I am currently reading Serre's "Topics in Galois Theory". Specifically, I am looking at the proof of Theorem 3.6.2, and there is one aspect of the proof that is unclear to me. I'll describe the setting, and state my questions below.

The setting is as follows. Let $K$ be a number field, $W$ and $V$ absolutely irreducible varieties of dimension $n$ over $K$, and $\pi: W \to V$ a generically surjective morphism. The map $\pi$ induces an extension of function fields $K(W) / K(V)$. Let $K(W)^{gal}$ be the Galois closure of $K(W)$ in this extension, $W^{gal}$ the normalization of $W$ in $K(W)^{gal}$, and $\pi ' : W^{gal} \to V$ the composition of $\pi$ with the projection from $W^{gal}$ to $W$.

Let $v$ be a prime of $K$ that splits completely in the algebraic closure of $K$ in $K(W)^{gal}$. Serre states that "the connected components of the fiber [of $W^{gal}$] at $v$ are absolutely irreducible" (bracketed text mine), and uses this along with the Lang-Weil estimates to compute $\# W^{gal}(\mathbb F _v)$.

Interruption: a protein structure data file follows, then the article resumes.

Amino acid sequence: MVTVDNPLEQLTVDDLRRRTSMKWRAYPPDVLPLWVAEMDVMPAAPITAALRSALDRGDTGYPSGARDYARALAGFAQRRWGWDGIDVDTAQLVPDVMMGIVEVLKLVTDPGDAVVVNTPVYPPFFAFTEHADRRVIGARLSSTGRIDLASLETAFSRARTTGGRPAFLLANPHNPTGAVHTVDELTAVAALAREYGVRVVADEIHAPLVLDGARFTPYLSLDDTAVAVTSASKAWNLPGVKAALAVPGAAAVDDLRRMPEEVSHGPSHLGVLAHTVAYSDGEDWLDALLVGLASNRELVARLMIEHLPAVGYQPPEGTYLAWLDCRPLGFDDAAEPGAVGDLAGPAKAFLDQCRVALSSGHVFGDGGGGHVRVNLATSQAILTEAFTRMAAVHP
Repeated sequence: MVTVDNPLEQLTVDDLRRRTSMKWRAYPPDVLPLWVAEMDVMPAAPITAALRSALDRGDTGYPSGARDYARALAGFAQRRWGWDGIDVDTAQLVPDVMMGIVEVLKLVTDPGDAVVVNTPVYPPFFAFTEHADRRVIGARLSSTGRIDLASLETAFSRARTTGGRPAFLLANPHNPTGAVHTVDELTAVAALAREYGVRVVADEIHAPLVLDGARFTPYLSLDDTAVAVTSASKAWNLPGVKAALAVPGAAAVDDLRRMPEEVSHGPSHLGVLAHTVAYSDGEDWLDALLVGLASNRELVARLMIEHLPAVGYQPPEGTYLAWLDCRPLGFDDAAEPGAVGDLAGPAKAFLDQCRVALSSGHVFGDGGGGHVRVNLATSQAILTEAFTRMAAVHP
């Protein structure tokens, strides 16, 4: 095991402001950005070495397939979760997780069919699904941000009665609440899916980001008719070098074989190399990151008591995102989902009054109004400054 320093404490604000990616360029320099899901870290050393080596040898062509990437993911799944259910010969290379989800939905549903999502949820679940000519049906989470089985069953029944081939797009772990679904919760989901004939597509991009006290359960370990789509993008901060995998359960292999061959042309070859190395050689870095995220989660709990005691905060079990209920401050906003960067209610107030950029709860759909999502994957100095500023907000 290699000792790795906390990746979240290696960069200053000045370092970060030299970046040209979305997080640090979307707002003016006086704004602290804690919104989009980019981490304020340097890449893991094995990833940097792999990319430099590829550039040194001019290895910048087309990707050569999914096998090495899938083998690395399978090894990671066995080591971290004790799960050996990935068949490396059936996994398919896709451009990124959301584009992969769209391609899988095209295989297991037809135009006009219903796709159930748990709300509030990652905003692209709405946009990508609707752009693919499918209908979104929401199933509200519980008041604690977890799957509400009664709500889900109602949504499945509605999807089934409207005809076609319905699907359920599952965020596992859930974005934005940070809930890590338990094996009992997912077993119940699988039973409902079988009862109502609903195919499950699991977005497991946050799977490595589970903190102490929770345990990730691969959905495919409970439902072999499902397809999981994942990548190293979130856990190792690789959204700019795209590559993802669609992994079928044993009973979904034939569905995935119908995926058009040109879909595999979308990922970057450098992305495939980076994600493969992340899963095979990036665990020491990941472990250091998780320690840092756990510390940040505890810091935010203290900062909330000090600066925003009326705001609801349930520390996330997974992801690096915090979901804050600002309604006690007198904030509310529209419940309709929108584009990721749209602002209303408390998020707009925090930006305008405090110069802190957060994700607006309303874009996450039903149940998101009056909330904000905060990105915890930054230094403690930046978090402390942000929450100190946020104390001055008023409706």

Questions:

What does the language of schemes contribute to this statement? Can the statement be made precise without the language of schemes?

Where could one find a proof of this statement? Alternately, is it easy enough to prove directly?

I have looked at "small" examples and I can see how the point-count of the image of a map modulo $v$ varies with the splitting behavior of the prime $v$ as described above. I am not uncomfortable with the statement, in that it makes sense with my understanding of the "yoga" of varieties over a number field. Sadly, neither of these translate into an understanding of how one would prove such a fact.

Insights into this, as well as corrections to any of my misunderstandings of the situation that I make clear in this exposition, are all welcome. Ultimately, I am interested in what other choices I can make for $K$ other than "number field".